In every workplace, from call centers and stores to schools and hospitals, quality cleaning is an essential expense.
In the past 20 years or so, microfiber has proven to be one of the most efficient materials in the cleaning sector. Microfiber is a synthetic fiber, thinner than a strand of silk and around one-fifth the diameter of a single strand of human hair. Most microfibers are made of polyesters and polyamides, or a blend.
As anyone who has switched to microfiber mops, microfiber cloths, and microfiber towels will know, the results speak for themselves. During an experimental trial, a busy medical center found that using microfiber mops resulted in:
- 20 percent daily savings on cleaning labor
- 60 percent lifetime cost-reductions on mops
- 95 percent drop in cleaning-chemical expenses
Microfiber is a cost-effective, time-saving solution. However, where did it come from and what other uses does it offer beyond cleaning?
Here at Texas Microfiber, we decided to take a look back at its fascinating origins and wide variety of applications.
The First Microfibers
Towards the end of the 1950s, various spinning techniques were employed in the quest to produce ultra-fine fibers (thinner than 0.7 denier). At this time, experiments resulted in pieces of random lengths, and so the first real success occurred in 1960s Japan.
Dr Miyoshi Okamoto and Dro Toyohiko Hikota worked to further this, and eventually found microfibers suitable for industrial usage. Ultrasuede was one of the original success stories, and reached the market in the following decade. This lead to an explosion in microfiber’s worth within the textile sector.
Microfiber’s Diverse Applications
While microfiber has proven incredibly effective in cleaning applications, it is also used widely in other areas.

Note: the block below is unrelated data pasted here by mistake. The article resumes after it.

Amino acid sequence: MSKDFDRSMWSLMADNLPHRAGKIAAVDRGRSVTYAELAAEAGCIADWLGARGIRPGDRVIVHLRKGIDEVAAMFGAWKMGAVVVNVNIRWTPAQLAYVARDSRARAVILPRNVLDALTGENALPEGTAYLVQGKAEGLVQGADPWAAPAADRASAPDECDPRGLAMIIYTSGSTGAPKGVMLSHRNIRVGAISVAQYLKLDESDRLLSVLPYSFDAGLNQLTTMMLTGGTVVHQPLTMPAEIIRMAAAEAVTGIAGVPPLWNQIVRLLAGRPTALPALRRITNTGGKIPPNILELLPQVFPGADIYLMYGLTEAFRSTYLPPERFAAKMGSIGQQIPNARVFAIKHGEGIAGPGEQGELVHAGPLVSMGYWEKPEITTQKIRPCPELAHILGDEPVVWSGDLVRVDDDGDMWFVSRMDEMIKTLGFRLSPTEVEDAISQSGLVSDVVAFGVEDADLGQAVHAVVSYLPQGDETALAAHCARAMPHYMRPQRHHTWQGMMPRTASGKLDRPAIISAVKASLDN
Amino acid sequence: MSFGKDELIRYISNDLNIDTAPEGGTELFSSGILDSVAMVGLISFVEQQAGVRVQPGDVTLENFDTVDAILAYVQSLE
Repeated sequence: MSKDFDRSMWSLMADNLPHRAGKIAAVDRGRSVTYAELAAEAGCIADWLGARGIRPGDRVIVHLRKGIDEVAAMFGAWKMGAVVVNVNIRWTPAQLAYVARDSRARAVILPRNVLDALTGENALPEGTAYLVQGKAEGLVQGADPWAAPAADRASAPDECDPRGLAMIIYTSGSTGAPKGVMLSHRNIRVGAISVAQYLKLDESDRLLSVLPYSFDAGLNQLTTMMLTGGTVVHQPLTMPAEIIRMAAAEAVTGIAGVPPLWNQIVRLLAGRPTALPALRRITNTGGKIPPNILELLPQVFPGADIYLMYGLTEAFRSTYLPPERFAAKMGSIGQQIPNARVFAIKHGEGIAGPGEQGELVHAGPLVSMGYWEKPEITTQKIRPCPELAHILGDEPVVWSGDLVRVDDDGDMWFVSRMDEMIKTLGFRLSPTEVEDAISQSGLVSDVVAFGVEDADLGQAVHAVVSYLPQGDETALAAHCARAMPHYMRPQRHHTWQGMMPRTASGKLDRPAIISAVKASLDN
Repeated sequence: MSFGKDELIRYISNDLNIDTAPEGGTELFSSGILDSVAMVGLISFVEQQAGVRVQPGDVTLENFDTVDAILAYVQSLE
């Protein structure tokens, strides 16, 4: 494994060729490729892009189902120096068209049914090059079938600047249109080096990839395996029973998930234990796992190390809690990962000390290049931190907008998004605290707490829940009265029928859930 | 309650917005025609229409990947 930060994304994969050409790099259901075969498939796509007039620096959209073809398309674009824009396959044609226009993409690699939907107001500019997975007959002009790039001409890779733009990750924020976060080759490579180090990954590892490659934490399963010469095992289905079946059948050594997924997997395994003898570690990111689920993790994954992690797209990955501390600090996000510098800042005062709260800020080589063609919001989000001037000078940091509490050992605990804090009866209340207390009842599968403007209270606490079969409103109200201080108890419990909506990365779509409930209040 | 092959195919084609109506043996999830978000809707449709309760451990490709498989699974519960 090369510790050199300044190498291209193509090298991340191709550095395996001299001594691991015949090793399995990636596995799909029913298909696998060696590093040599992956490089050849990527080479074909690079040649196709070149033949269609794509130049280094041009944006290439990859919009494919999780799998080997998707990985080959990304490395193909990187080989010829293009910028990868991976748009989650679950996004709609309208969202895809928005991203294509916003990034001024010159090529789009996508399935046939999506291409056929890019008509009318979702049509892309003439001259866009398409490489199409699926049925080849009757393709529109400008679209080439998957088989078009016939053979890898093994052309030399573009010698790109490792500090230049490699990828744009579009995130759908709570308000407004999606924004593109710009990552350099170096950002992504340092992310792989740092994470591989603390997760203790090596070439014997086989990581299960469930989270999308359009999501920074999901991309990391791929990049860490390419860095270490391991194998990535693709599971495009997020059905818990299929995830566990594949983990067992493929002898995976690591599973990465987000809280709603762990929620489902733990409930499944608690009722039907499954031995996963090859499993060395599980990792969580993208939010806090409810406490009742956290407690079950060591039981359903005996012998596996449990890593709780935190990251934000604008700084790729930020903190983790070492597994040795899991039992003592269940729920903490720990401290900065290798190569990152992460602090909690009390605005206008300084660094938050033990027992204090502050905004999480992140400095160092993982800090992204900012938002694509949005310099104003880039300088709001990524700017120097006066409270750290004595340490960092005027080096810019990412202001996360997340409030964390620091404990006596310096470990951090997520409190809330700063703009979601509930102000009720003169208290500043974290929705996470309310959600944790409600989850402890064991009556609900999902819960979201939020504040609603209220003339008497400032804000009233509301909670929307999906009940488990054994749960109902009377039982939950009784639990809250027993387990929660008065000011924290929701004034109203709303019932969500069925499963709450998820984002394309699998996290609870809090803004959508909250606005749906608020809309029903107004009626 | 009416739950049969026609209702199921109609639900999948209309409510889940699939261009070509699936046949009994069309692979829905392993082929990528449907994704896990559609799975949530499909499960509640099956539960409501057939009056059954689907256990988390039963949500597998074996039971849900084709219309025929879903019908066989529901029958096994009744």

Tablecloths, furniture, and car upholstery made with microfiber have been shown to repel stains effectively. Alcoholic drinks, a pain to wash out of other materials, will bead on microfiber until wiped away later.
Elsewhere, microfiber towels dry wet skin faster, dry quicker after use, and take longer to develop a stale feel when left wet.
For one season, the NBA switched to microfiber basketballs over leather ones. While players ultimately found their bounce a little too difference, the balls nevertheless remained drier than leather alternatives as players perspired during games. This leads to less risk of slippage and mistakes.
Many athletic clothing products, such as cycling and running gear, is made with microfiber, as it absorbs moisture from the body to enhance comfort and regulate temperature.
Microfiber also tends to be used in many other products we use on a daily basis, such as face mitts and loft insulation. As microfiber remains softer and holds its shape better than other materials, it is also ideal for clothing.
Are you looking to introduce microfiber mops, microfiber cloths, and microfiber towels to your workplace? No matter what the application, Texas Microfiber can help you find the solutions you need.